As I’ve said before, for some reason everything you do as a parent attracts comment and ‘advice’ from well meaning (translate as interfering) friends, family, those dreaded books and even random strangers in the street (i kid you not). Almost always it’s about sleep (or lack of in our book). You are expected to sit and listen to stories of how their little one slept through from 3 minutes of age and never woke during teething or illness. And, because of their seemingly perfect parenting they’re full of words of wisdom for you, where you’re going wrong and how you’re making the proverbial rod for your own back.
Don’t feed them, just give them water (that was the stranger one) Well yes but she is only a baby and has a very tiny tummy. She needs to feed.
Don’t have them in your bed. Well, she’s just spent 9 months tucked up inside me. It’s only natural that being by my side is where she is most happy. (See the co-sleeping section for advice on how to do it safetly)
Don’t comfort them, they just start expecting it. Erm, well,I am her mum is that not part of the contract then?
Don’t rush in. Let them cry for 10 minutes before you go to them or they’ll learn that crying gets attention. Right, so, given that that’s the only way babies communicate I should just ignore her in case she starts making unreasonable requests like “mummy, can I have some milk please, ohh sorry I didn’t realise it was nightime, it all looks the same from the inside of my eyelids.” or wait until she can tap morse code on the wall. That way I’ll know she’s not just getting me up for fun.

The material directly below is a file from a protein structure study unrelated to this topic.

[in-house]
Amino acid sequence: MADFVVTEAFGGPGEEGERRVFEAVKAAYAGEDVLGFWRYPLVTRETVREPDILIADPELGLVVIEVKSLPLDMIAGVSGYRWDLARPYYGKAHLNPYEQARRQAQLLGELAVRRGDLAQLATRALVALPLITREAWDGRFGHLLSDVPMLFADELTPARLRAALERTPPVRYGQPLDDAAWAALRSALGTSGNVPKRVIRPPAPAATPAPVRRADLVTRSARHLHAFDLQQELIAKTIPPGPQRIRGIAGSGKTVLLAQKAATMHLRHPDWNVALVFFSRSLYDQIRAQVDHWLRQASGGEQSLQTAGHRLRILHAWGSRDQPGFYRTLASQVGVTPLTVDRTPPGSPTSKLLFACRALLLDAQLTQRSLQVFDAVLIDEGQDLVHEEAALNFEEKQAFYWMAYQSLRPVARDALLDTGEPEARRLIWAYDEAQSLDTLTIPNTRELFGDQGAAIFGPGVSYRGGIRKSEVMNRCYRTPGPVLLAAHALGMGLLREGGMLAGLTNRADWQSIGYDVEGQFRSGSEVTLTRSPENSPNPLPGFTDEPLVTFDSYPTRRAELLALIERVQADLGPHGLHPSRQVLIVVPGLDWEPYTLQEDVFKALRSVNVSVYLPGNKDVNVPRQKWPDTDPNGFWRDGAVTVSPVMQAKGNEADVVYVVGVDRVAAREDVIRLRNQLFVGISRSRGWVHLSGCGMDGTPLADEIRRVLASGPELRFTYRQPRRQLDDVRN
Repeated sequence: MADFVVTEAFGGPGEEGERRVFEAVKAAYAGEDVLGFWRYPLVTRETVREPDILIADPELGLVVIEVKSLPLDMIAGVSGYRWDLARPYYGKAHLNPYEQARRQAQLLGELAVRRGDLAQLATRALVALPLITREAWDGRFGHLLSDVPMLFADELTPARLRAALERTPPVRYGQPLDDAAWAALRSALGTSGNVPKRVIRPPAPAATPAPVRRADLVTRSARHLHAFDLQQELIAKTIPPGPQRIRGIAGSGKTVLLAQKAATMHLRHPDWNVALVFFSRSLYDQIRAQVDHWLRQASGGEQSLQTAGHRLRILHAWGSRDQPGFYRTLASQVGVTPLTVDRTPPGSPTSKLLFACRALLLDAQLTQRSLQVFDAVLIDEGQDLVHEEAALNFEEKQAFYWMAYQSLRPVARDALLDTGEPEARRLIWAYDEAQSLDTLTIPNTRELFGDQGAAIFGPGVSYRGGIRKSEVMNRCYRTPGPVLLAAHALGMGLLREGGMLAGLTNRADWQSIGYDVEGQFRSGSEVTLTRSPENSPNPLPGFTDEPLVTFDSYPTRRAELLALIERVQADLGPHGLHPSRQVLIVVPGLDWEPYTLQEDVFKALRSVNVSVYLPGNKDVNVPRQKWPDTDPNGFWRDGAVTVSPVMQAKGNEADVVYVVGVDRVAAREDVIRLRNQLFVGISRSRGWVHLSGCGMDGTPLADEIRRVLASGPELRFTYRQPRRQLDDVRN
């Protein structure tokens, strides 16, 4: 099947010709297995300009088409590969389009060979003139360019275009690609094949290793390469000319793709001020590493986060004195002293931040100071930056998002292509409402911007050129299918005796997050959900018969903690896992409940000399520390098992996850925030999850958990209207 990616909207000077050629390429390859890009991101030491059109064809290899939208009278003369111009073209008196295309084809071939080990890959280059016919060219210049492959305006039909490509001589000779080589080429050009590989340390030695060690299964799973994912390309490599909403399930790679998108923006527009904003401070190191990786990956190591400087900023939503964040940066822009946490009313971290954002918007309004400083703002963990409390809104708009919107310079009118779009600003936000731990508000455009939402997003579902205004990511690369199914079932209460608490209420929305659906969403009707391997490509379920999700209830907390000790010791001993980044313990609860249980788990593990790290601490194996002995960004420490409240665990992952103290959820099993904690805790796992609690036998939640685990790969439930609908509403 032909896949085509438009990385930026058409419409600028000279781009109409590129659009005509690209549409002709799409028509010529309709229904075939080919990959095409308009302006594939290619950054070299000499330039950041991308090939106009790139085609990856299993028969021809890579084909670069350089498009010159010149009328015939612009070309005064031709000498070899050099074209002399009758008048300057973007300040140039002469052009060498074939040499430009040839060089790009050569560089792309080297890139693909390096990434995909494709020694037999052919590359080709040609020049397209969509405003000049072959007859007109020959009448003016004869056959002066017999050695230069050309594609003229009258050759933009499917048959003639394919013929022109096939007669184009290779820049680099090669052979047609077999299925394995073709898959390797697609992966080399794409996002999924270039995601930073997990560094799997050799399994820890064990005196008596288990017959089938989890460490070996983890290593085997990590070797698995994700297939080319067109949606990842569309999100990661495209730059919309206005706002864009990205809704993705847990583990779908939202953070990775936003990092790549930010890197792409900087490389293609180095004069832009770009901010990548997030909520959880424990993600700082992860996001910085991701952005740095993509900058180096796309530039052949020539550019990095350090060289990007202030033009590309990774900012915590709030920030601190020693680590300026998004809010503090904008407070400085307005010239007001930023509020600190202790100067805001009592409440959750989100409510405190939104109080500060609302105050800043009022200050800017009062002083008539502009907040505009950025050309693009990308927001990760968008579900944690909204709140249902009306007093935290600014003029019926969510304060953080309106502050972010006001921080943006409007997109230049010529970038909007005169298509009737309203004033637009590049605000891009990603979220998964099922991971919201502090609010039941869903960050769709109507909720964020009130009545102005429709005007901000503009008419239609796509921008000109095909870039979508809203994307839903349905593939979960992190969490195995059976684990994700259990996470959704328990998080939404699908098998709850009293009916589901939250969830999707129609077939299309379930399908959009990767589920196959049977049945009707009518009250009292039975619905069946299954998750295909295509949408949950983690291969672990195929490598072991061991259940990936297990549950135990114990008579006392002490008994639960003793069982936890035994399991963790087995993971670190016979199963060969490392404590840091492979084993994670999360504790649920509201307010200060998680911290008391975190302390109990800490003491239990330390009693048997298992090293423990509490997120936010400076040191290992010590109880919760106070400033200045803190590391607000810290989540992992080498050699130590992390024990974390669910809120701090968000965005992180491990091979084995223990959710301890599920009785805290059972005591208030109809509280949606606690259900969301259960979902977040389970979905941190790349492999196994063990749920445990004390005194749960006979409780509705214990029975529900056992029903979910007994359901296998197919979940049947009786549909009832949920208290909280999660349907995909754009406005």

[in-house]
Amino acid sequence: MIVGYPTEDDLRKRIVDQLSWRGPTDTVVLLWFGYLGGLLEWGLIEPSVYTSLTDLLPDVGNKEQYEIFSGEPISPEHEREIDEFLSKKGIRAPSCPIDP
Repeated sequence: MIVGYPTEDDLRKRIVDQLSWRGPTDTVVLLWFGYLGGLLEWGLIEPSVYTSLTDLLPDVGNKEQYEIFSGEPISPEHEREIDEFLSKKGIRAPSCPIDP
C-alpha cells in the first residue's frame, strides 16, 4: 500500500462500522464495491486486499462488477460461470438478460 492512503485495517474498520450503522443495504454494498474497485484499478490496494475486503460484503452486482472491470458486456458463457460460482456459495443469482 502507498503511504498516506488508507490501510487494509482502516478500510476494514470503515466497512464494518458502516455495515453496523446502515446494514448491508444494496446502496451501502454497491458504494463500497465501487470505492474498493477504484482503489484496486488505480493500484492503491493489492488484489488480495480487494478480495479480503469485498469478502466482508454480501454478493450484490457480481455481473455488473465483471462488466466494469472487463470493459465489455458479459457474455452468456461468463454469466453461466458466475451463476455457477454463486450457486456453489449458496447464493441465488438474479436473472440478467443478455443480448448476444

Oh, yes and has anyone taught their baby how to tell the time yet? So how is she gonna know the difference between 1 minute, 10 minutes or 2 hours? All she knows is that she wants something, she wants it now and she’s not being given it.
I spent too much time worrying about stuff like this in the early days mostly because the pressure from other people is ridiculous. If I’d listened to my own instincts and ignored everyone else I’d have been a lot happier, not nearly so stressed and enjoyed those first precious weeks that go so quickly and don’t come back. You will not regret cuddling and loving your baby. A baby cannot be cuddled too much. You can regret, like I do, caving in to pressure to leave them to cry or doing something you’re not entirely comfortable with.
I do believe that if other people stopped interfering and we didn’t feel the pressure to have routines and little conformers, if you and your baby were allowed to get on with things in your own way, you’d both be more confident, understanding of one anothers needs and have a much more relaxed relationship than if you try and mould it to fit someone elses definition of what is good.
My only advice is, enjoy your gorgeous babies. They’re not babies for long.